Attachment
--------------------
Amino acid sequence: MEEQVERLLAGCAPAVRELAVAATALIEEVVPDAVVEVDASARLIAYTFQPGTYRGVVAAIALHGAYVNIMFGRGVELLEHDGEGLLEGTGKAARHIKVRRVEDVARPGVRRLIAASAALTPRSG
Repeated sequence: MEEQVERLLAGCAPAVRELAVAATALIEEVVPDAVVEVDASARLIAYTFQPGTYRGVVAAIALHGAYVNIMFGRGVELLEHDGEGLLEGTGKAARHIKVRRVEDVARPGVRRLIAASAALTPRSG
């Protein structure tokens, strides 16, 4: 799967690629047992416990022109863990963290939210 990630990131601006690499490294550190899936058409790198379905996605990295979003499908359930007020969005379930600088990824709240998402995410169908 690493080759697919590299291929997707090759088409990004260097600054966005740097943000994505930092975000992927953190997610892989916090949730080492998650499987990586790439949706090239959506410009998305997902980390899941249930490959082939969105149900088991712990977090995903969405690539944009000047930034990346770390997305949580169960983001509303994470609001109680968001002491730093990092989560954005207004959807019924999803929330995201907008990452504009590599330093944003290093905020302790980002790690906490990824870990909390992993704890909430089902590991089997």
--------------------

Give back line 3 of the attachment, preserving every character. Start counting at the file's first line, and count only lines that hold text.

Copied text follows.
């Protein structure tokens, strides 16, 4: 799967690629047992416990022109863990963290939210 990630990131601006690499490294550190899936058409790198379905996605990295979003499908359930007020969005379930600088990824709240998402995410169908 690493080759697919590299291929997707090759088409990004260097600054966005740097943000994505930092975000992927953190997610892989916090949730080492998650499987990586790439949706090239959506410009998305997902980390899941249930490959082939969105149900088991712990977090995903969405690539944009000047930034990346770390997305949580169960983001509303994470609001109680968001002491730093990092989560954005207004959807019924999803929330995201907008990452504009590599330093944003290093905020302790980002790690906490990824870990909390992993704890909430089902590991089997």